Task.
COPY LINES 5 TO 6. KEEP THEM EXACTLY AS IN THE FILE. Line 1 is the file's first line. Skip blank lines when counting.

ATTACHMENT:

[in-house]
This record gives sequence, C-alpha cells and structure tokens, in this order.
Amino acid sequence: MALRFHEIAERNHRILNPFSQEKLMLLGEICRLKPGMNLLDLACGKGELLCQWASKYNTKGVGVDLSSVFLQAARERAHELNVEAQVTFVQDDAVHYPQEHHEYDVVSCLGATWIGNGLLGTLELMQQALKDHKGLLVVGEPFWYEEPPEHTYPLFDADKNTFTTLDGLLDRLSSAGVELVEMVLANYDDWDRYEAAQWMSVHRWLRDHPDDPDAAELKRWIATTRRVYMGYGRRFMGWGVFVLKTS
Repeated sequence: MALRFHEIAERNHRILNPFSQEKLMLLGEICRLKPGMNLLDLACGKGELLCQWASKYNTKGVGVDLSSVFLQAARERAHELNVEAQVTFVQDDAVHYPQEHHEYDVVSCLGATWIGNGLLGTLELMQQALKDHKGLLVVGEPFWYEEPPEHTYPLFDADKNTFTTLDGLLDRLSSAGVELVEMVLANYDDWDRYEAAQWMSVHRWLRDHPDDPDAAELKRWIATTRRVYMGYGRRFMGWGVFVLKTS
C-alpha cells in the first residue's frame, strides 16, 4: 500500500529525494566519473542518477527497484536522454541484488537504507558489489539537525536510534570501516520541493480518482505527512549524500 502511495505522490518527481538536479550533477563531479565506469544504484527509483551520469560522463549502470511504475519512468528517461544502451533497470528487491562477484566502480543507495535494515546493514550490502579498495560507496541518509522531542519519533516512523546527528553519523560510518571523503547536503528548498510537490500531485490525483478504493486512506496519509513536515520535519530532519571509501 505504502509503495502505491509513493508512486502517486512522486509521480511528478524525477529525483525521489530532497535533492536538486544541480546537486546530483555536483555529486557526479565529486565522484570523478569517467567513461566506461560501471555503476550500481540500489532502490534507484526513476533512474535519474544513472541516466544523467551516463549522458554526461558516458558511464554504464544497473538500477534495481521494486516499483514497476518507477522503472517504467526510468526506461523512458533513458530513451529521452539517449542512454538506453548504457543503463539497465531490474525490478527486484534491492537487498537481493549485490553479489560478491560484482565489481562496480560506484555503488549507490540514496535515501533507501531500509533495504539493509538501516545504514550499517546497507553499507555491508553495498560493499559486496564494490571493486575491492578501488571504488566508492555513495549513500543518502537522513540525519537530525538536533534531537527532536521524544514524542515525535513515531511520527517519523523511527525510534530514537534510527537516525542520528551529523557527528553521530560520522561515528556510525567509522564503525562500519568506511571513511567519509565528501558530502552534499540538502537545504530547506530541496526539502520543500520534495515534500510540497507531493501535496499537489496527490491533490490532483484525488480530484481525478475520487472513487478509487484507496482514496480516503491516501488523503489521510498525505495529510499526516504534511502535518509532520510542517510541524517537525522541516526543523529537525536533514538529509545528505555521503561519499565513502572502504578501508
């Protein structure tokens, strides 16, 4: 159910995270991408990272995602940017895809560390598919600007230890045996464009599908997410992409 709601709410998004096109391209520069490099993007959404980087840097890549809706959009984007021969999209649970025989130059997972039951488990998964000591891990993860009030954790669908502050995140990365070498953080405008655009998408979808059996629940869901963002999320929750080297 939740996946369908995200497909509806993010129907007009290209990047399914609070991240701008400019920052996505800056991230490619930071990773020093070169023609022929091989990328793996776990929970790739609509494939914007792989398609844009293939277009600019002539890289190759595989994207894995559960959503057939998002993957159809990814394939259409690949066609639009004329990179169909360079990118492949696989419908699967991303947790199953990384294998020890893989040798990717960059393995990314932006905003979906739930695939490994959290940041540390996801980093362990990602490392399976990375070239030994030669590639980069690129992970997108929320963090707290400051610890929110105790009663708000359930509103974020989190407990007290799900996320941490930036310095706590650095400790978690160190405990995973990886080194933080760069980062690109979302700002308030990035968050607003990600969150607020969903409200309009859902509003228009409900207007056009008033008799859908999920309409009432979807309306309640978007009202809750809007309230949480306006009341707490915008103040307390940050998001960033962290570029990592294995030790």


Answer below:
C-alpha cells in the first residue's frame, strides 16, 4: 500500500529525494566519473542518477527497484536522454541484488537504507558489489539537525536510534570501516520541493480518482505527512549524500 502511495505522490518527481538536479550533477563531479565506469544504484527509483551520469560522463549502470511504475519512468528517461544502451533497470528487491562477484566502480543507495535494515546493514550490502579498495560507496541518509522531542519519533516512523546527528553519523560510518571523503547536503528548498510537490500531485490525483478504493486512506496519509513536515520535519530532519571509501 505504502509503495502505491509513493508512486502517486512522486509521480511528478524525477529525483525521489530532497535533492536538486544541480546537486546530483555536483555529486557526479565529486565522484570523478569517467567513461566506461560501471555503476550500481540500489532502490534507484526513476533512474535519474544513472541516466544523467551516463549522458554526461558516458558511464554504464544497473538500477534495481521494486516499483514497476518507477522503472517504467526510468526506461523512458533513458530513451529521452539517449542512454538506453548504457543503463539497465531490474525490478527486484534491492537487498537481493549485490553479489560478491560484482565489481562496480560506484555503488549507490540514496535515501533507501531500509533495504539493509538501516545504514550499517546497507553499507555491508553495498560493499559486496564494490571493486575491492578501488571504488566508492555513495549513500543518502537522513540525519537530525538536533534531537527532536521524544514524542515525535513515531511520527517519523523511527525510534530514537534510527537516525542520528551529523557527528553521530560520522561515528556510525567509522564503525562500519568506511571513511567519509565528501558530502552534499540538502537545504530547506530541496526539502520543500520534495515534500510540497507531493501535496499537489496527490491533490490532483484525488480530484481525478475520487472513487478509487484507496482514496480516503491516501488523503489521510498525505495529510499526516504534511502535518509532520510542517510541524517537525522541516526543523529537525536533514538529509545528505555521503561519499565513502572502504578501508
């Protein structure tokens, strides 16, 4: 159910995270991408990272995602940017895809560390598919600007230890045996464009599908997410992409 709601709410998004096109391209520069490099993007959404980087840097890549809706959009984007021969999209649970025989130059997972039951488990998964000591891990993860009030954790669908502050995140990365070498953080405008655009998408979808059996629940869901963002999320929750080297 939740996946369908995200497909509806993010129907007009290209990047399914609070991240701008400019920052996505800056991230490619930071990773020093070169023609022929091989990328793996776990929970790739609509494939914007792989398609844009293939277009600019002539890289190759595989994207894995559960959503057939998002993957159809990814394939259409690949066609639009004329990179169909360079990118492949696989419908699967991303947790199953990384294998020890893989040798990717960059393995990314932006905003979906739930695939490994959290940041540390996801980093362990990602490392399976990375070239030994030669590639980069690129992970997108929320963090707290400051610890929110105790009663708000359930509103974020989190407990007290799900996320941490930036310095706590650095400790978690160190405990995973990886080194933080760069980062690109979302700002308030990035968050607003990600969150607020969903409200309009859902509003228009409900207007056009008033008799859908999920309409009432979807309306309640978007009202809750809007309230949480306006009341707490915008103040307390940050998001960033962290570029990592294995030790």